Late afternoon last Friday, I was looking forward to a nice quiet evening home with the boys–maybe even watching a movie on the laptop. All those thoughts came to a halt when two men I did not know, one my age and the other many years younger, came walking up the driveway.


They asked to see Mama Carol, and one of the boys came to get me. When I introduced myself, the younger of the two looked at me and said, “Mama Carol, we have a small problem and I am hoping you can assist us.” I braced myself and started rehearsing the “we have no money and try to help only the street children” speech in my head, while I asked him what the problem was.


He looked at me sadly and said, “This is my father.” He pointed at the older man with him. “He just received word that my brother is dead, and we have no way to get his body out of the busy for burial.” Wow–it hit me–you never know what God is going to ask of you, but I surely knew that this request had to be answered. I said that of course I would help and went to get the keys. I loaded one of my boys in the truck to help interpret, and off we went, no questions asked.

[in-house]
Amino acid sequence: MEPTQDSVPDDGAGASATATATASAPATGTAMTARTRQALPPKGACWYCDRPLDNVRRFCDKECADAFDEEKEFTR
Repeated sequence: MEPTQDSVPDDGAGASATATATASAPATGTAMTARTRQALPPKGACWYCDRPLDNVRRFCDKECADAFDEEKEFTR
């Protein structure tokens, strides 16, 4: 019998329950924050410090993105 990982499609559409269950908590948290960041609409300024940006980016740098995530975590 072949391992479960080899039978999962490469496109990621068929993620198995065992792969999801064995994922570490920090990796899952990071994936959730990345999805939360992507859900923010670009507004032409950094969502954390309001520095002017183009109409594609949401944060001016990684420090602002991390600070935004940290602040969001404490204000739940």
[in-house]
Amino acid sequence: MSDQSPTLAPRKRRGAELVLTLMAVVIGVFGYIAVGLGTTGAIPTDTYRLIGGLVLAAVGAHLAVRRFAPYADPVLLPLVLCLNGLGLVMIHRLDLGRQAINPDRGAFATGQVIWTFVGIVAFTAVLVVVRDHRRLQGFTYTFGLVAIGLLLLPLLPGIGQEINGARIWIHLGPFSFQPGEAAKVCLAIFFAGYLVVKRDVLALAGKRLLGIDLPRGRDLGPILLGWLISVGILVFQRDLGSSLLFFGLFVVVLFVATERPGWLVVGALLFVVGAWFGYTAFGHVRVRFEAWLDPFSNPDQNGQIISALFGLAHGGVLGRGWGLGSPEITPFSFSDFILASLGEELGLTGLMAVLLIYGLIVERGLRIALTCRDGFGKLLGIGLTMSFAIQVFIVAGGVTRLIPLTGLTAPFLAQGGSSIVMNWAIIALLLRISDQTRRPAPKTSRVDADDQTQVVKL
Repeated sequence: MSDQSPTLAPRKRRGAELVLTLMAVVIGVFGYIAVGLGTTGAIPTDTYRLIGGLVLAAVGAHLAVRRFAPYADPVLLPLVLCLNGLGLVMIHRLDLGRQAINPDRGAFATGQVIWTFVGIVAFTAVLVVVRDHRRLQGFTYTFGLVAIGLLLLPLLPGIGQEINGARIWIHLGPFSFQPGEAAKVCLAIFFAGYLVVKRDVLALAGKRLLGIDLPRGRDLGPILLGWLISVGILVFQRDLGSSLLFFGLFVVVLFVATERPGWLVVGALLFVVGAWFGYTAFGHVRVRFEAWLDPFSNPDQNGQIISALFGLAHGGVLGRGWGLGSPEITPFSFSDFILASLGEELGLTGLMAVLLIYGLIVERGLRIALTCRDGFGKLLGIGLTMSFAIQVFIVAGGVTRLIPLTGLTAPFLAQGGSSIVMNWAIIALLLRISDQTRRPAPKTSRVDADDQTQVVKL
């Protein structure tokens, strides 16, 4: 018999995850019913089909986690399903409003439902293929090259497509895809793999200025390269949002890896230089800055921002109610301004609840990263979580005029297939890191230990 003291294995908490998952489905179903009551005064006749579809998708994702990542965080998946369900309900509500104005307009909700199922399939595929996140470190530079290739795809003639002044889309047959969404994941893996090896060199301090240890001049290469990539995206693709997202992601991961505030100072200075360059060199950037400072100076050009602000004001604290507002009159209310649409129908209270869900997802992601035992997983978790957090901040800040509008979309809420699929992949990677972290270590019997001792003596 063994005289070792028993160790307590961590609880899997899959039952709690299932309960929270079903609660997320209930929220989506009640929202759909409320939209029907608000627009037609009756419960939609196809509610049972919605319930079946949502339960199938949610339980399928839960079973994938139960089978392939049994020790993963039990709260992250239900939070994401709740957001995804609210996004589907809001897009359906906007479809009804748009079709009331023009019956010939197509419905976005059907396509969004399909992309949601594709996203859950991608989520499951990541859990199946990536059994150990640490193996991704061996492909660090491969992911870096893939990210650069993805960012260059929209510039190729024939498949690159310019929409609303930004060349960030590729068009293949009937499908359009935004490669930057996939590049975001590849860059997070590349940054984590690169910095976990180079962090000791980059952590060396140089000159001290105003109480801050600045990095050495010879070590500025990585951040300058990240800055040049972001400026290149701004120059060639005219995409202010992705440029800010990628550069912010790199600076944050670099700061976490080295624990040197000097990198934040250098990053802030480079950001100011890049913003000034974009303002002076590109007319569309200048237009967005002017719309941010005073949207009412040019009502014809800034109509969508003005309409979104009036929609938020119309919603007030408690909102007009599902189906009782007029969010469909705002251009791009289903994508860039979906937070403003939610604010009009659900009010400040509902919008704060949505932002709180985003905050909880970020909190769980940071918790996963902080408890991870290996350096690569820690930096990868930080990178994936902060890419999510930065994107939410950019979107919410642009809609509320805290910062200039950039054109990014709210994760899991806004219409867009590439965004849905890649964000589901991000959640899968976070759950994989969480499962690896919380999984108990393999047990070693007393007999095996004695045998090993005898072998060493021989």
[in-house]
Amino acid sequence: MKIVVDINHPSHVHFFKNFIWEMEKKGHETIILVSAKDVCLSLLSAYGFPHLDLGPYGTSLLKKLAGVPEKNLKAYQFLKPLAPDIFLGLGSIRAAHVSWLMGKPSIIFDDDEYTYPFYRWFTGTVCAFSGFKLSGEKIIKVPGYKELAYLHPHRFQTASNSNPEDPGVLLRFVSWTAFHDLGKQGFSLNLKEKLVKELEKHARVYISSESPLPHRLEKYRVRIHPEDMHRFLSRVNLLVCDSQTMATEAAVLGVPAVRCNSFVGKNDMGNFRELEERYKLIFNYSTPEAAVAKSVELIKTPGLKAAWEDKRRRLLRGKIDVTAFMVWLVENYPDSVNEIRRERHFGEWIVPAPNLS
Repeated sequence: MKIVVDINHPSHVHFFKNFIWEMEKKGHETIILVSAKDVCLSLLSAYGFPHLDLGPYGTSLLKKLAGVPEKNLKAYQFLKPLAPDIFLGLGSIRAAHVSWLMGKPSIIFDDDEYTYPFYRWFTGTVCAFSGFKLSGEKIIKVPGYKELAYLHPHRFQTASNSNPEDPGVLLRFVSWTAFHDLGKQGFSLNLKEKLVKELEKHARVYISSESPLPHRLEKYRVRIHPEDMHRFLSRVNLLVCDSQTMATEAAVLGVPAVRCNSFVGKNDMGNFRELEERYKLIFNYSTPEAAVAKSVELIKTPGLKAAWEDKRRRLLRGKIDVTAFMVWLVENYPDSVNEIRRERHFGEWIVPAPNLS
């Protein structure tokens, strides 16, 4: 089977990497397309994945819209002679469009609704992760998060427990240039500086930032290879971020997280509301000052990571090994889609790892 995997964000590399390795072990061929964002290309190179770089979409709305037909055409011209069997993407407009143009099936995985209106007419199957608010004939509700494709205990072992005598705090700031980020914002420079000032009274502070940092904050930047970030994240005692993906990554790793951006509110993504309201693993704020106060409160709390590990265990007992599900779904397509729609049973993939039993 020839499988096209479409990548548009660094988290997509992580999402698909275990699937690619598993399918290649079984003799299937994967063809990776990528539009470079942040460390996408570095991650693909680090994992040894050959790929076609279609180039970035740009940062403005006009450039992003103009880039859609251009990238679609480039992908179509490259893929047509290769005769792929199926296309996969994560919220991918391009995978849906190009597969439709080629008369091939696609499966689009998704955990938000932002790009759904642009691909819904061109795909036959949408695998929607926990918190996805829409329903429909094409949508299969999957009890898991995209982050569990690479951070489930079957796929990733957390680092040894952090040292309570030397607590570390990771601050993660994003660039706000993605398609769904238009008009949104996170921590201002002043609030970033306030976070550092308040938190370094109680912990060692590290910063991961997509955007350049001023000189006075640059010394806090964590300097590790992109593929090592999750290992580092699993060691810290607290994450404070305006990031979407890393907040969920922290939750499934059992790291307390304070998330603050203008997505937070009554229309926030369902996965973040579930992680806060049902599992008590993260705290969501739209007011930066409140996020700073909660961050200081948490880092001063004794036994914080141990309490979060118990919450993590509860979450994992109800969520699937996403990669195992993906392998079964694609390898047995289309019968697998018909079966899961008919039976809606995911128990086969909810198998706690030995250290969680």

One hour later, we arrived at a police post in the bush and asked for permission to retrieve the body. They were very obliging and I thought I would be home soon. Wrong–I drove through the bush for over another hour, using foot paths and roads that had never seen a motor vehicle before. What an adventure. It would have been a great four wheeling journey–however, I had a grieving father talking and crying next to me for the whole time–in a language I am unable to understand.


We finally arrived at the charcoal making site where the boy had died. No one could tell us what happened except that he was drinking kachasu (moonshine) and had not eaten for days. Then he was walking and just fell down and died. He had not been moved or covered, and had been lying in the hot African sun for two days. Needless to say, this young man was horrific looking and smelling.


We rolled what was left of him into a blanket, but could not hold him because he was falling apart every time we tried to move him. So right there in the bush, folks gathered and made us a wooden cot out of sticks, and rounded up a mattress that would help to keep him in one piece on the journey back. Finally, we got the body on the mattress, loaded him into the truck and off we went to bring this young man back to Chamulimba.


Back through the bush roads with the grieving family and the corpse of their son and brother, I thanked God for the chance to be able to help like this. I was at the farm, I had the use of Mr. Malley’s cantor, I had a full tank of diesel and I said “yes” when asked. Without that, this young man’s body would not have been brought home to rest.


Say “yes,” my friends–you never know what needs your gifts can meet.

Categories: Director's Blog

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